This document describes the module system that was introduced with version 0.9.2.
- application (or global) scope
This refers to the scope of the singleton conkeror object, defined in components/application.js.
A symbol (given as a string) added to the features list by a module, which other modules can use to tell if that module has been loaded. Features should be lower case, using only hyphens for punctuation. A module which provides a given feature should have that feature name as its file name, plus a .js extension.
The default behavior of load is to try to load the module directly into application scope.
Require is simply a conditional load. Require parses passed module spec (filename) and guesses what feature that file provides. If that feature has already been provided, it returns without loading. The default behavior of require is to try to load the module in its own namespace.
to-do: rewrite this bit as a concise description of Optional Modules
Conkeror has a number of core module that are required for Conkeror to run and which are always loaded at startup. In addition, though, there are a growing number of optional modules that provide additional functionality. Such modules include
bindings/default/bindings.js - provides the default key bindings;
tab-bar.js - provides a Firefox-style tab bar;
clicks-in-new-buffer.js - load middle-clicked links in new buffers. See Tips for more information.
mode-line.js - provides an Emacs-style mode line;
daemon.js - provides support for pre-loading Conkeror without opening any Windows and allowing it to remain running even after all open windows have closed;
extensions/dom-inspector.js - provides a Conkeror-specific interface to the DOM inspector extension;
various page modes, analogous to Emacs major modes, that provide certain Greasemonkey-like functionality for individual sites including Youtube, Google Video, Google Reader, Google Mail, Google search results pages, and Reddit.
Certain Mozilla preferences are used to specify which, if any, of these optional modules are loaded at startup. Specifically, whether a particular module <module-name>.js (where <modules-name> might be extensions/dom-inspector as an example) is loaded automatically at startup (note that you can also load modules explicitly in your ConkerorRC file, and that is unrelated to these preferences) is controlled by the three preferences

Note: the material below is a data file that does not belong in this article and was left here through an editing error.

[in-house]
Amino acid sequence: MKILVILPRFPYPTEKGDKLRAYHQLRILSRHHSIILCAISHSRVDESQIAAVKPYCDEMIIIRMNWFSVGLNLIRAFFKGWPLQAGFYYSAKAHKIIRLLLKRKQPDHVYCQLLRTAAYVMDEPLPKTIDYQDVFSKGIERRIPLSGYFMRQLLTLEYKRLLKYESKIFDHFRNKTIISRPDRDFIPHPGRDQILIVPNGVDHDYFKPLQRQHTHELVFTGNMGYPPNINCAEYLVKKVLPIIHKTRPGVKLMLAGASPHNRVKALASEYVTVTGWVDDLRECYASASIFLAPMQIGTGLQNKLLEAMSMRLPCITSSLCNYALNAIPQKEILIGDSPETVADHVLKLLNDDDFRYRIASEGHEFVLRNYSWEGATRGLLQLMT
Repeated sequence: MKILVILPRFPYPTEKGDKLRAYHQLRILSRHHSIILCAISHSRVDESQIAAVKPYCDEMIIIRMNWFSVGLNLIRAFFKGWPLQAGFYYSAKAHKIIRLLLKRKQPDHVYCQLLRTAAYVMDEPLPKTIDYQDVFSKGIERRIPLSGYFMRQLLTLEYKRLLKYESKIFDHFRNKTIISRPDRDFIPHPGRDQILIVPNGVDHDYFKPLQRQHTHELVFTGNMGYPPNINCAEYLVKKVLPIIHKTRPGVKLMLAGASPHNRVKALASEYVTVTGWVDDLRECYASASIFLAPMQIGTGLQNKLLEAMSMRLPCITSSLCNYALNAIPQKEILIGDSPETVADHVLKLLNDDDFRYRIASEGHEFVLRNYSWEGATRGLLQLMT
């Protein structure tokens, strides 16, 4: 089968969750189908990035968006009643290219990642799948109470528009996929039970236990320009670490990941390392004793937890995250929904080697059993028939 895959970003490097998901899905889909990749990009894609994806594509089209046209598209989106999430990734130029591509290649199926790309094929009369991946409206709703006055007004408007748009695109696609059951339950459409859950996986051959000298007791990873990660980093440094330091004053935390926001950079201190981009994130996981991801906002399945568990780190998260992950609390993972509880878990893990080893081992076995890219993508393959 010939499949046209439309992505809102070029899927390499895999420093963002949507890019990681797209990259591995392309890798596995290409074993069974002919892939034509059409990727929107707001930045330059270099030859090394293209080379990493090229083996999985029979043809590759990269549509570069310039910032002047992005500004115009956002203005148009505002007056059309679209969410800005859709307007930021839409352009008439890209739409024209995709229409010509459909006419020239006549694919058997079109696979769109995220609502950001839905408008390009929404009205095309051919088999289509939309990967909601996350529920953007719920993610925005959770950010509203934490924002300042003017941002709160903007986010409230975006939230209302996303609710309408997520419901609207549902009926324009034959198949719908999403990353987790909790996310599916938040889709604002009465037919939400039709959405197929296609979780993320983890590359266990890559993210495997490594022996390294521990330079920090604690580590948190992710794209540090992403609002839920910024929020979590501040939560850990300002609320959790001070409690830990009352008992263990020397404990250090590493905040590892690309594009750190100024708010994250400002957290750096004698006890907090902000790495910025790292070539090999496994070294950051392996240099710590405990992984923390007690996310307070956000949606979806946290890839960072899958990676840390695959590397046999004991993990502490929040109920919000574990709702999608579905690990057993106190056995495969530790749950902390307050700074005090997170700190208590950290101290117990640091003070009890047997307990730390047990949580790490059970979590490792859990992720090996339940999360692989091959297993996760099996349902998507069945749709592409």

conkeror.loadDefaultModules - "tristate" integer, defaulting to 1 (it is "tristate" in that it has only three distinct meanings, dependent on whether it is positive, zero, or negative);
conkeror.loadModules - string specifying a regular expression to match against <module-name> (i.e. it should not attempt to match a .js extension), defaulting to the empty string, which doesn't match anything;
conkeror.load.<module-name> - "tristate" integer, which may default to either 1 or 0, or alternatively may be unset, but most if not all optional modules have a default setting for this preference; whether this preference has a user-set value as opposed to just its default value is significant.
The module is loaded according to the following rules:
The module is never loaded unless conkeror.load.<module-name> has a non-negative value. In particular, if this preference has no value set, then the module is not loaded.
If conkeror.loadDefaultModules is positive and conkeror.load.<module-name> has a positive value, then the module is loaded.
If conkeror.loadDefaultModules is zero and conkeror.load.<module-name> has a positive user-set value (i.e. not merely a default value that is positive), then the module is also loaded.
Regardless of the setting of conkeror.loadDefaultModules, if the regular expression conkeror.loadModules matches <module-name> completely (i.e. a partial match is not sufficient), then the module is still loaded.
- Otherwise, the module is not loaded.
Modules that meet these condiions are loaded in an arbitrary order consistent with their dependencies (where the dependencies are given by any calls to the require function in the module itself).
Note that the conkeror.loadModules preference only has an effect if conkeror.loadDefaultModules is non-positive. It can be useful for concisely specifying that only certain classes of modules are desired by default. For example, if it is set to "(bindings/default|extensions|page-modes)/.*", exactly the set of modules in the directories bindings/default/ (the default key bindings), extensions/ (extension support modules), and page-modes/ that have a conkeror.load.<module-name> preference set to a non-negative value (all modules by default) will be loaded automatically at startup.